Wisdom on Fatherhood From Tony Adolescent, Punk Rocker Turned Dad

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He’s not just the lead singer of the Adolescents, the legendary Orange County punk rock band, he’s also a loving husband and father of three children: Mia, 14, Nico, 12, and Dario, 8. Now he’s featured alongside other punks-turned-dads, like Jim Lindberg of Pennywise and Ron Reyes of Black Flag, in the intimate new documentary “The Other F Word.”

Tony Brandenburg, a.k.a. Tony Adolescent, sat down with DadWagon at South by Southwest last month in Austin — while his daughter Mia, 14, sat nearby — for a conversation about being a good father, surviving the death of a child, and why his seminal song “I Hate Children” doesn’t mean what you think it does.

Q: Thanks so much for speaking with us. Let me start with something that came up a lot in “The Other F Word:” what was your own childhood like?

A: My father left when I was very young, and my stepfather came with a lot of baggage. The role models that I sought out were my grandfather, and later on in my teen years, my friend Eddie Egan’s father, and [Adolescents bandmate] Steve Soto’s father.  I studied these men: how they interacted with children, the way they were nonjudgmental with me. I had a lot of destructive tendencies back then. And these men, instead of berating me, they just did what they did so well, which was to be, you know, parents.

I learned first and foremost that men don’t walk away from their children. I feel very strongly about it to this day. You can dislike a spouse or partner, but it should never be at the expense of the relationship with the child, because the child needs that nurturing, that support.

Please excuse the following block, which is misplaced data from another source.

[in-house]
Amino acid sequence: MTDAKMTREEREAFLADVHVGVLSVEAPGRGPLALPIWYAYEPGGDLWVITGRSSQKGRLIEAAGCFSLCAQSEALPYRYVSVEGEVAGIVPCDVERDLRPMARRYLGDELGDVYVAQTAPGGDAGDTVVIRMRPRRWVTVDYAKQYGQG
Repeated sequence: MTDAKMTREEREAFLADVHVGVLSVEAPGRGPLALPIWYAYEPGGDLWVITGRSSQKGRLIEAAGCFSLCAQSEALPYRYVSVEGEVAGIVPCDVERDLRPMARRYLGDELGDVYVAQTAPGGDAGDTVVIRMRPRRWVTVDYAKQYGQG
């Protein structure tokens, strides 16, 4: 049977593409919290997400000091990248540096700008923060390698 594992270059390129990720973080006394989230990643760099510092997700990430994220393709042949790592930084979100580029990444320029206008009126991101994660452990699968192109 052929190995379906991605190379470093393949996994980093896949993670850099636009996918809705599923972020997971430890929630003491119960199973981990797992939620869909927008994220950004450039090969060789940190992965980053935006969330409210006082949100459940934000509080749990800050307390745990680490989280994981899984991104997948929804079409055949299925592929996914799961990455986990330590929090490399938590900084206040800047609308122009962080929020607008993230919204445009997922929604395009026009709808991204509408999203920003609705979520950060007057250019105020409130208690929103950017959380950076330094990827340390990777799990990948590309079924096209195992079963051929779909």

Q: Did your father leave because of a bad relationship?

A: You know, I found my father when I was an adult, shortly before he passed away. I asked him, What happened? He didn’t really have an answer. More than anything, before he passed away, he just asked for forgiveness. Of course, I can give him that. As an adult, I can’t spend the rest of my life carrying around the weight that I was a lesser person than I am. So, you know, I cut bait and let that go. (More on DadWagon.com: Take Your Daughter a Thousand Miles to Work Day)

Q: The more I experience fatherhood, the more I actually pity those absentee dads

A: Yes, exactly. Because he found out that he missed everything. As my daughter was born, he knew that I wasn’t going to take my newborn and fly out to see him — by this time he was dying of emphysema — to fly her out to Florida for a family reunion. That just wasn’t going to happen.

Q: How old were you when he left?

A: I was four. He was a very bitter, nasty, angry horrible person with this situation. When I started to head into my teen years, about 12 or 13, I reached out, and he actually pulled up stakes and moved rather than respond. He was trying to not pay child support. My mother, though, was past the point of child support. She said, “Your son needs your help.” And he left. That was his response. There was two ways to live life at that point: either I can be that person, or I can be this person.

Q: How much was your music with the Adolescents inspired by that trauma in your life?

A: When I started up [in music] I had realized that everything that middle-class, white Orange County had to offer was not something I could have. People were saying horrible things about my mother, a single woman with five children. So when I got into punk rock, I was already not part of what they are. I had to reinvent myself as a human being. (More on DadWagon.com: Top 10 Rock Songs Rife With Shoddy Parenting)

Q: Is there any conflict between being a punk rocker and being a good parent?

A: When Mia was born, we went to the zoo with Brett Gurewitz [of Bad Religion] and his wife and children. Here’s this mom with bright pink hair and she’s having this conversation about formula and diapers and breast-feeding. I was starting to see past the punk rock uniform — whatever that is — and seeing that parents are parents. You either support your family or you don’t.

Q: Has the judgmental mindset that you were burned by as a kid really gone away?